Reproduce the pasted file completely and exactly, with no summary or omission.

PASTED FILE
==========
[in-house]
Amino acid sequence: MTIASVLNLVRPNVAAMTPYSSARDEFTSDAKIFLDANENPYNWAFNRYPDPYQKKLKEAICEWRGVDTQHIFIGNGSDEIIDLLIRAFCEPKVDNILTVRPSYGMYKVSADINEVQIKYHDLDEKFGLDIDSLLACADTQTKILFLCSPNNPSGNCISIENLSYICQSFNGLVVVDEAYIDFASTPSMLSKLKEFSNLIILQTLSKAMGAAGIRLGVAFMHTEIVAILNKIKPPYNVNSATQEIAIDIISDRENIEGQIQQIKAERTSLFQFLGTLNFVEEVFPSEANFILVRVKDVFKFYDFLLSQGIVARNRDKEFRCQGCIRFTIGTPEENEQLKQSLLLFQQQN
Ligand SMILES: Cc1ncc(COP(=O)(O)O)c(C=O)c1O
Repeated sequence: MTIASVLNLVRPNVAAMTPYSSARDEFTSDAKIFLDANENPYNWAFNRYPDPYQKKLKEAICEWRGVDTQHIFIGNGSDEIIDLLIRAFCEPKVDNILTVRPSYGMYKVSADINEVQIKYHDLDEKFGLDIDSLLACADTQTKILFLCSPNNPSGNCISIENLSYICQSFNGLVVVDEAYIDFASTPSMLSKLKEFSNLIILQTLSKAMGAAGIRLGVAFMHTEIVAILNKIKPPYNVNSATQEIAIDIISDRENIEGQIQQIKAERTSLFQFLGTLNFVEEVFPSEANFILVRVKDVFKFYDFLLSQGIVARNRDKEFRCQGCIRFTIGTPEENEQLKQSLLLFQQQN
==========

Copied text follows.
[in-house]
Amino acid sequence: MTIASVLNLVRPNVAAMTPYSSARDEFTSDAKIFLDANENPYNWAFNRYPDPYQKKLKEAICEWRGVDTQHIFIGNGSDEIIDLLIRAFCEPKVDNILTVRPSYGMYKVSADINEVQIKYHDLDEKFGLDIDSLLACADTQTKILFLCSPNNPSGNCISIENLSYICQSFNGLVVVDEAYIDFASTPSMLSKLKEFSNLIILQTLSKAMGAAGIRLGVAFMHTEIVAILNKIKPPYNVNSATQEIAIDIISDRENIEGQIQQIKAERTSLFQFLGTLNFVEEVFPSEANFILVRVKDVFKFYDFLLSQGIVARNRDKEFRCQGCIRFTIGTPEENEQLKQSLLLFQQQN
Ligand SMILES: Cc1ncc(COP(=O)(O)O)c(C=O)c1O
Repeated sequence: MTIASVLNLVRPNVAAMTPYSSARDEFTSDAKIFLDANENPYNWAFNRYPDPYQKKLKEAICEWRGVDTQHIFIGNGSDEIIDLLIRAFCEPKVDNILTVRPSYGMYKVSADINEVQIKYHDLDEKFGLDIDSLLACADTQTKILFLCSPNNPSGNCISIENLSYICQSFNGLVVVDEAYIDFASTPSMLSKLKEFSNLIILQTLSKAMGAAGIRLGVAFMHTEIVAILNKIKPPYNVNSATQEIAIDIISDRENIEGQIQQIKAERTSLFQFLGTLNFVEEVFPSEANFILVRVKDVFKFYDFLLSQGIVARNRDKEFRCQGCIRFTIGTPEENEQLKQSLLLFQQQN